As shown in Figure 6, alanine substitutions for four acidic residues at positions 62–65 [7(62AAAA)], for prolines P72 and P75 [7(72A,75A)], for arginine R77 and lysine K82 [7(77A,82A)], and for aspartic acid D86 [7(86A)] in Nef disrupted its ability to block CD3‐initated signaling. Interestingly, mutating prolines P72 and P75 also disrupted the downregulation of class I MHC [Figure 6, panel 9, 7(72A,75A)]. The prolines P72 and P75 are required for the high‐affinity‐specific interaction of the PPII helix of Nef with the SH3 domain of Hck, and possibly also with other Src‐family kinases and SH3 domain‐containing proteins (Grzesiek et al., 1996a; Lee et al., 1996; Arold et al., 1997). A similar effect was seen with alanine substitutions for R77 and K82 [Figure 6B, 7(77A,82A)]. These latter residues are also important for the integrity of the SH3‐binding surface of Nef. Mutating aspartic acid D86, which was shown to stabilize the Nef–SH3 domain interaction by contacting the RT loop in the SH3 domain (Lee et al., 1996; Arold et al., 1997), also disrupted the ability of Nef to downregulate class I MHC expression. However, dose‐response analysis of the effect of this mutation on class I MHC downregulation demonstrated that in contrast to the proline mutations which completely disrupted class I MHC downregulation by Nef, the effect of the D86A mutation was partial (Figure 6B). These observations together indicate that downregulation of class I MHC expression probably involves an interaction of Nef with an SH3 domain‐containing protein.

The ability of Nef to downregulate class I MHC expression was also disrupted by mutating the acidic amino acid residues at positions 62–65, which is also important for blocking CD3‐initiated signaling by Nef [Figure 6A, panel 3, 7(62AAAA)]. These residues are not known to be a part of the SH3 domain‐binding surface of Nef (Grzesiek et al., 1996; Lee et al., 1996; Arold et al., 1997), suggesting the involvement of additional functions of Nef in downregulating class I MHC expression.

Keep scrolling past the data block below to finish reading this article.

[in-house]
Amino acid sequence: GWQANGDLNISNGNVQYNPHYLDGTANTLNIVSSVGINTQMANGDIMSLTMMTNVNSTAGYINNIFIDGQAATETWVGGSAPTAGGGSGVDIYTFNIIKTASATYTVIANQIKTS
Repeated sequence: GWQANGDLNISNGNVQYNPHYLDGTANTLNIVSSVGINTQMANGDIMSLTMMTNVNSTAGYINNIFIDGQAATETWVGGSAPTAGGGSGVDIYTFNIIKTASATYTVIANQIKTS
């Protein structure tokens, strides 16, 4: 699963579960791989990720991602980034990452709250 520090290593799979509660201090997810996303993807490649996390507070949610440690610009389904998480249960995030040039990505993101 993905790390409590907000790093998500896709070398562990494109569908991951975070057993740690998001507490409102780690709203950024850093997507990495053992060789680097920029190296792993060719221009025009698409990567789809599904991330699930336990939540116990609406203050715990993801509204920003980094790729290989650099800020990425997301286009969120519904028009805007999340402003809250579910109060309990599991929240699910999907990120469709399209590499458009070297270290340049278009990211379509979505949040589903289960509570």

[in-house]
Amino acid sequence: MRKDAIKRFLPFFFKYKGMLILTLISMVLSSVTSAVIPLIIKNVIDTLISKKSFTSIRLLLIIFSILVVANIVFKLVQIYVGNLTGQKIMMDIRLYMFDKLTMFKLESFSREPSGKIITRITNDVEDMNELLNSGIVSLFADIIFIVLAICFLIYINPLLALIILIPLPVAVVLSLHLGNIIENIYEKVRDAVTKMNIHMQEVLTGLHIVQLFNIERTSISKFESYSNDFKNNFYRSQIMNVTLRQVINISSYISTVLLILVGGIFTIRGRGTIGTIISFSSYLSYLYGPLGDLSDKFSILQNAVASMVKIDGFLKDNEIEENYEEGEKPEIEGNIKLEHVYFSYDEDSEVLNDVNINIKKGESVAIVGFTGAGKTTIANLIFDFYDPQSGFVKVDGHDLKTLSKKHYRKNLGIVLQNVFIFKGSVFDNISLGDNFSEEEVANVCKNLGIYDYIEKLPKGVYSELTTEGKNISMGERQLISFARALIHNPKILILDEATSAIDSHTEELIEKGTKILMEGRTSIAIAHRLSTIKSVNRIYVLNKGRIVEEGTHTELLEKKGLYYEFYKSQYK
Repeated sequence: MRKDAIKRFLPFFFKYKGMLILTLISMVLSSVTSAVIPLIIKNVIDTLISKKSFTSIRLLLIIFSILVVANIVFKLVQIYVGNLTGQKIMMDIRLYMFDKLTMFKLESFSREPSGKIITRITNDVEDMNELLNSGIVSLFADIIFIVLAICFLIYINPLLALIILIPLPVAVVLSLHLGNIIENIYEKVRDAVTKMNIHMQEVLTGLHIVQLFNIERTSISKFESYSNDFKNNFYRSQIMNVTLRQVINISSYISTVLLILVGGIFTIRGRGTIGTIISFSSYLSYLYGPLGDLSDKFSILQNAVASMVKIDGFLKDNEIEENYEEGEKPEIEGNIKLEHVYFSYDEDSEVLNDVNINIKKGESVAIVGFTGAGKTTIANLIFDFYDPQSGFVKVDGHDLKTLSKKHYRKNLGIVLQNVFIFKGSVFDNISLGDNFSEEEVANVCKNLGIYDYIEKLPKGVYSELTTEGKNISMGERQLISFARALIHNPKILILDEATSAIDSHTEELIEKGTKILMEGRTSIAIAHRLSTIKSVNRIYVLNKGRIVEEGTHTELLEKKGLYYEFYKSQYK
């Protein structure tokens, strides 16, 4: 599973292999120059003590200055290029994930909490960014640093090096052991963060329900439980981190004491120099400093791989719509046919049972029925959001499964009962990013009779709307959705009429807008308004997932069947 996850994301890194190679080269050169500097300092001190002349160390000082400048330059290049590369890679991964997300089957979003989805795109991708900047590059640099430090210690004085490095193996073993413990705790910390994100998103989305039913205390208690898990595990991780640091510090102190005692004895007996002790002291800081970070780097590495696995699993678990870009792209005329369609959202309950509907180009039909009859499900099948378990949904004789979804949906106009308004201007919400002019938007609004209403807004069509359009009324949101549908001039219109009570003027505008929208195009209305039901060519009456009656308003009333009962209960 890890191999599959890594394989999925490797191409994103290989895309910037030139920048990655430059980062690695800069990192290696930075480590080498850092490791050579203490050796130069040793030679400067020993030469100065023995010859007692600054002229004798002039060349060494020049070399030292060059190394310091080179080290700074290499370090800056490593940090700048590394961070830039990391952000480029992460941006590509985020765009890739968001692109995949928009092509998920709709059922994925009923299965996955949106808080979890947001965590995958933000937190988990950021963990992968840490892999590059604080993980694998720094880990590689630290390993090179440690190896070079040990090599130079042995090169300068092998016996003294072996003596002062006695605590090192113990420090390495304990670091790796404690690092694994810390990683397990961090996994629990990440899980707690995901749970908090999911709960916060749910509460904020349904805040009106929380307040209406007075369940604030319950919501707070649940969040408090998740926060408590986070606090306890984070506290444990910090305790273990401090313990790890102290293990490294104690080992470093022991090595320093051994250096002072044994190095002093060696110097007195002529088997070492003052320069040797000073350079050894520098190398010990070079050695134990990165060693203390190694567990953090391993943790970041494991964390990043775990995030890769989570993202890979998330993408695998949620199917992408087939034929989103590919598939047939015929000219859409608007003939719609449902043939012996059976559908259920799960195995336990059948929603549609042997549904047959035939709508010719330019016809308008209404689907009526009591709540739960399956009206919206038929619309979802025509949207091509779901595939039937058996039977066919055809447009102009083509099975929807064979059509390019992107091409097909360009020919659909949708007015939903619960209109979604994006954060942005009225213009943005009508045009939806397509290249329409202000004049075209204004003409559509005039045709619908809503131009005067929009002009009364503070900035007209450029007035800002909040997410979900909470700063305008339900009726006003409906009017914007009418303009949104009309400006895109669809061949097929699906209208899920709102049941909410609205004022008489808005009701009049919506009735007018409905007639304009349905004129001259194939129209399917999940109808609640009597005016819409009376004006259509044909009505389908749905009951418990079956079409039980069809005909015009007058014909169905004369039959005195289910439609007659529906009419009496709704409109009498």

Downregulation of HLA‐B7 molecule by Nef requires tyrosine Y320 in the cytoplasmic domain of B7

Class I MHC molecules were shown previously to be endocytosed via clathrin‐coated pits (Machy et al., 1987; Dasgupta et al., 1988), an effect probably mediated by a signal in the cytoplasmic domain of the class I MHC heavy chain molecule (Vega and Strominger, 1989). Therefore, we asked whether deleting the cytoplasmic domain of the class I MHC B7 molecule (Ennis et al., 1990) would prevent its downregulation by Nef. These studies were performed in JJK T cells, which do not express the B7 allele, transiently cotransfected with a bicistronic plasmid expressing B7 and the GFP marker together with a plasmid expressing NA7 Nef, or with a control empty vector. The effect of Nef on the expression of the wild‐type and mutant B7 molecules on the cell surface was quantitated by flow‐cytometry.

As shown in Figure 7, expression of Nef downregulated the level of wild‐type B7 on the cell surface ∼10‐ to 15‐fold (B7, compare panels 1 and 4). Deletion of the cytoplasmic domain except for three membrane proximal amino acid residues (R309, R310 and K311) disrupted the effect of Nef, indicating the importance of the cytoplasmic domain (B7.Δ311, Figure 7, compare panels 2 and 5). Since interactions of cytoplasmic domains of endocytosed proteins with AP‐2 adaptor complexes frequently involve signals containing tyrosine residues (Ohno et al., 1995; reviewed by Kirchhausen et al., 1997; Marks et al., 1997), alanine was substituted for a single tyrosine Y320 in the B7 cytoplasmic domain (B7.Y320A), which is conserved in other class I MHC A and B alleles. This substitution disrupted the effect of Nef on B7 expression (Figure 7, compare panels 3 and 6), suggesting that Nef may modulate the interaction of B7, and other class I MHC molecules, with the endocytic and/or sorting machineries via this tyrosine. Since tyrosines are targets of signal transduction pathways (reviewed by Hunter, 1987), the requirement of a tyrosine residue in the class I MHC cytoplasmic domain potentially links class I MHC downregulation by Nef to the signal transduction machinery.